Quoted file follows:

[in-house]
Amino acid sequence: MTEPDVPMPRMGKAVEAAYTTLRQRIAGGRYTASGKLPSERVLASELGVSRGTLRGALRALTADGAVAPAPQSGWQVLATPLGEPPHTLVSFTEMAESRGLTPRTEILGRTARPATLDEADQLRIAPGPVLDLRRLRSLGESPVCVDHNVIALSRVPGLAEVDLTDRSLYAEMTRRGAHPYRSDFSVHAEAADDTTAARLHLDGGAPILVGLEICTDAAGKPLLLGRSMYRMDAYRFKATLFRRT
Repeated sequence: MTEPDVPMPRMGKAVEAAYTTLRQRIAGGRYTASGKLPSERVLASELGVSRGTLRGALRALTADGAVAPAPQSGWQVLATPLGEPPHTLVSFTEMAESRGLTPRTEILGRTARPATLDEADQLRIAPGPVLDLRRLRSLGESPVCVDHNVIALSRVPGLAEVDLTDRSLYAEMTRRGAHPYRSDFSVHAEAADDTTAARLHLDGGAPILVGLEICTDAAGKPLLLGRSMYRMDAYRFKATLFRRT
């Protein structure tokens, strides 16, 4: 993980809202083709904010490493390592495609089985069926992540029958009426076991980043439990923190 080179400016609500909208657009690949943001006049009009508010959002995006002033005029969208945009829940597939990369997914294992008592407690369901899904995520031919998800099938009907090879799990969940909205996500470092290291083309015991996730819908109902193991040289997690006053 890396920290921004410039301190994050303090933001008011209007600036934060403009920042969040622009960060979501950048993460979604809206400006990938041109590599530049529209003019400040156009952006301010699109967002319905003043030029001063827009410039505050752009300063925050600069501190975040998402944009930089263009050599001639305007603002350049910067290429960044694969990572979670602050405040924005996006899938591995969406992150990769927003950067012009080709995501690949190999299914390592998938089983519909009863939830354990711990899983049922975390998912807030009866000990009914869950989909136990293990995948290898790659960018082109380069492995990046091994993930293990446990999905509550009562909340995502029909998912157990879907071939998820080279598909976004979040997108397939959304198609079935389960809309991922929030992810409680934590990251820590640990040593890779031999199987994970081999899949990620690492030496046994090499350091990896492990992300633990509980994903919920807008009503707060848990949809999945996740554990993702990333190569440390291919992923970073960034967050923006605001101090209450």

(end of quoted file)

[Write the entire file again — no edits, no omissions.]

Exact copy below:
[in-house]
Amino acid sequence: MTEPDVPMPRMGKAVEAAYTTLRQRIAGGRYTASGKLPSERVLASELGVSRGTLRGALRALTADGAVAPAPQSGWQVLATPLGEPPHTLVSFTEMAESRGLTPRTEILGRTARPATLDEADQLRIAPGPVLDLRRLRSLGESPVCVDHNVIALSRVPGLAEVDLTDRSLYAEMTRRGAHPYRSDFSVHAEAADDTTAARLHLDGGAPILVGLEICTDAAGKPLLLGRSMYRMDAYRFKATLFRRT
Repeated sequence: MTEPDVPMPRMGKAVEAAYTTLRQRIAGGRYTASGKLPSERVLASELGVSRGTLRGALRALTADGAVAPAPQSGWQVLATPLGEPPHTLVSFTEMAESRGLTPRTEILGRTARPATLDEADQLRIAPGPVLDLRRLRSLGESPVCVDHNVIALSRVPGLAEVDLTDRSLYAEMTRRGAHPYRSDFSVHAEAADDTTAARLHLDGGAPILVGLEICTDAAGKPLLLGRSMYRMDAYRFKATLFRRT
């Protein structure tokens, strides 16, 4: 993980809202083709904010490493390592495609089985069926992540029958009426076991980043439990923190 080179400016609500909208657009690949943001006049009009508010959002995006002033005029969208945009829940597939990369997914294992008592407690369901899904995520031919998800099938009907090879799990969940909205996500470092290291083309015991996730819908109902193991040289997690006053 890396920290921004410039301190994050303090933001008011209007600036934060403009920042969040622009960060979501950048993460979604809206400006990938041109590599530049529209003019400040156009952006301010699109967002319905003043030029001063827009410039505050752009300063925050600069501190975040998402944009930089263009050599001639305007603002350049910067290429960044694969990572979670602050405040924005996006899938591995969406992150990769927003950067012009080709995501690949190999299914390592998938089983519909009863939830354990711990899983049922975390998912807030009866000990009914869950989909136990293990995948290898790659960018082109380069492995990046091994993930293990446990999905509550009562909340995502029909998912157990879907071939998820080279598909976004979040997108397939959304198609079935389960809309991922929030992810409680934590990251820590640990040593890779031999199987994970081999899949990620690492030496046994090499350091990896492990992300633990509980994903919920807008009503707060848990949809999945996740554990993702990333190569440390291919992923970073960034967050923006605001101090209450």